Symptoms of carbon monoxide poisoning can be so different and look like so many everyday health issues that “making the connection” to carbon monoxide as the source of the problem is almost always overlooked.
Carbon monoxide poisoning does have “obvious footprints” but recognizing carbon monoxide as the source of the problem isn’t as obvious as it may seem.
If a healthy person is exposed to a low level of CO, they typically begin to have difficulty focussing. Other initial symptoms of carbon monoxide poisoning usually appear as a person becomes somewhat uncoordinated, feels quite exhausted, and/or has a mild frontal headache.
Then the signs of carbon monoxide poisoning get stronger as flu-like, food-poisoning-like, or alcohol-poisoning-like symptoms: headache, nausea, barfing, dizziness, exhaustion, mild incoherence, blurred sight, and brain fog.
The difficulty is, the signs of carbon monoxide poisoning can also be caused by a large number of common health issues.
Making the connection to carbon monoxide exposure as the source of the problem is far less likely with mild cases (the majority of poisonings) such as:
1) multiple low level carbon monoxide exposures / poisonings inside a home, workplace, or vehicle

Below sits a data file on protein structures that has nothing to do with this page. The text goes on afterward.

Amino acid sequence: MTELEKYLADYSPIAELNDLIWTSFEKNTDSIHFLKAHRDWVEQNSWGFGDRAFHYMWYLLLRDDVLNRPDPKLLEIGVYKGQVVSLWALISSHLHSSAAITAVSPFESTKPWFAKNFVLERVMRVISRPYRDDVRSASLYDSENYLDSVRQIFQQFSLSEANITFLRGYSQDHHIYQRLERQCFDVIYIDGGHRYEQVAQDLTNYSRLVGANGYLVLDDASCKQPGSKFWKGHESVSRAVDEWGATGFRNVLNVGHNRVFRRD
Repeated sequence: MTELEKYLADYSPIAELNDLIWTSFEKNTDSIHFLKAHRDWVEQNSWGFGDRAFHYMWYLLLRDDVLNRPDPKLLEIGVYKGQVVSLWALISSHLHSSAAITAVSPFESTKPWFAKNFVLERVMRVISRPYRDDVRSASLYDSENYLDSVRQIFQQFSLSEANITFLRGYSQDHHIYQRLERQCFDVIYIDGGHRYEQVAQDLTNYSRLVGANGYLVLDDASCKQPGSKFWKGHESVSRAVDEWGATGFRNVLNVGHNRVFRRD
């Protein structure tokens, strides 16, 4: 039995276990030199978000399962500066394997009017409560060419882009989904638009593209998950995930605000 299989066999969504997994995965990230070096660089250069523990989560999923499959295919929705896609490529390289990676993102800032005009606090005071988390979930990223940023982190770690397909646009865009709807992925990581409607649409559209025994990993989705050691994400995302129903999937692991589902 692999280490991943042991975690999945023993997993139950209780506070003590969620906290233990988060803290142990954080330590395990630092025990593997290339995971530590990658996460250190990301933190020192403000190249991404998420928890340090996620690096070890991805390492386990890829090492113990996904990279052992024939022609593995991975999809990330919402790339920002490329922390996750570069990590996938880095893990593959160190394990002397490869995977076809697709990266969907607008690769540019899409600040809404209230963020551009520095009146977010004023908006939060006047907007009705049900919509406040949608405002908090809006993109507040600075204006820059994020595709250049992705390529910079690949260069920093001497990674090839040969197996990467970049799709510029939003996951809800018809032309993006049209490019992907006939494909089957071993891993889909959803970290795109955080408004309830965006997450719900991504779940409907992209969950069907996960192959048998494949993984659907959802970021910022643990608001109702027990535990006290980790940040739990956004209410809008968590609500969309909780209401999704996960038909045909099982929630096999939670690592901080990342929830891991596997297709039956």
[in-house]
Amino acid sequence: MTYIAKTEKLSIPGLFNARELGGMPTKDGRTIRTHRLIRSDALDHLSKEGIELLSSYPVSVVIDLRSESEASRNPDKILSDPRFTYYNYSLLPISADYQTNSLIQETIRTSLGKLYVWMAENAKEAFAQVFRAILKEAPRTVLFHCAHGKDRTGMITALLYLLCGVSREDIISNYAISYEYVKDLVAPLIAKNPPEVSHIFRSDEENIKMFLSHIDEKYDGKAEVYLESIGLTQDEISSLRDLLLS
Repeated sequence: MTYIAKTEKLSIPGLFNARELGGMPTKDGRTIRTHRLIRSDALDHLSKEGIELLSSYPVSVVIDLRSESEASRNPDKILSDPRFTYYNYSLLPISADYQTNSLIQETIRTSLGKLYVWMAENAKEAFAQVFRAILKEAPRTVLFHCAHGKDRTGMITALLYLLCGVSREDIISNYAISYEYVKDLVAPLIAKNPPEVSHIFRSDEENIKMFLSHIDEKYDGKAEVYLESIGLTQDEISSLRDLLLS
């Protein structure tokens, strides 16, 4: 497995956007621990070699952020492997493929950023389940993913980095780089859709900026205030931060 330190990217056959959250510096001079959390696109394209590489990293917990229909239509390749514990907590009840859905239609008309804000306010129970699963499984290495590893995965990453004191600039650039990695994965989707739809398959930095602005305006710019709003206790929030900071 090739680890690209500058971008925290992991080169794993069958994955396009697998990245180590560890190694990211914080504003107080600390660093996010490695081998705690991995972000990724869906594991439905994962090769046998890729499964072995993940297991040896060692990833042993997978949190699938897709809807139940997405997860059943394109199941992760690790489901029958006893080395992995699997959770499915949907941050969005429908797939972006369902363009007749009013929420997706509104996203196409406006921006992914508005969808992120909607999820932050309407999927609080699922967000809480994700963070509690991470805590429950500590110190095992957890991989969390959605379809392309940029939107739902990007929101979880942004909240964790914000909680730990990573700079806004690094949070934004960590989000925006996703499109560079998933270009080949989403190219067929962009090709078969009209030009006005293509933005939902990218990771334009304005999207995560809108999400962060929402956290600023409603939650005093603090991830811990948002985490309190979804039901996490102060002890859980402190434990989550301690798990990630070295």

2) one individual with low, moderate, or perhaps a significant level of carbon monoxide poisoning
Exactly understanding the connection to carbon monoxide exposure as the source of “symptoms” is rather more likely when:
1) one individual with high or extreme levels of carbon monoxide poisoning is taken to hospital
2) a group of people from the same location are brought to emergency at the very same time, all showing symptoms of carbon monoxide poisoning.
Compared to other health issues, the awareness of carbon monoxide poisoning is low. This ordinarily ends in a wrong diagnosis by doctors in ERs, hospitals, and medical offices. Health professionals simply don’t know enough about carbon monoxide poisoning.
Awareness in the general public about the indicators of carbon monoxide poisoning is also low. Unless the circumstances around the poisoning are completely clear, victims infrequently identify the root of their symptoms.
Shockingly, it is surprisingly common for extra damage to occur while the victim is in the ER or hospital with elevated levels of carbon monoxide still in their blood stream – something that could simply be treated by giving oxygen and/or placing them in a hyperbaric chamber.
Carbon monoxide interacts with hemoglobin (Hb) in red blood cells and forms carboxyhemoglobin (COHb). This is expressed as the proportion of red blood cells carrying carbon monoxide.
The connection between symptoms, percent carboxyhemoglobin (COHb) in the blood stream and levels of carbon monoxide in the air isn’t exact.
For more than ten years Bill Hart experienced symptoms of low level carbon monoxide exposure without knowing the real cause. He is passionate about helping raise awareness and helping those that need it find carbon monoxide treatment.
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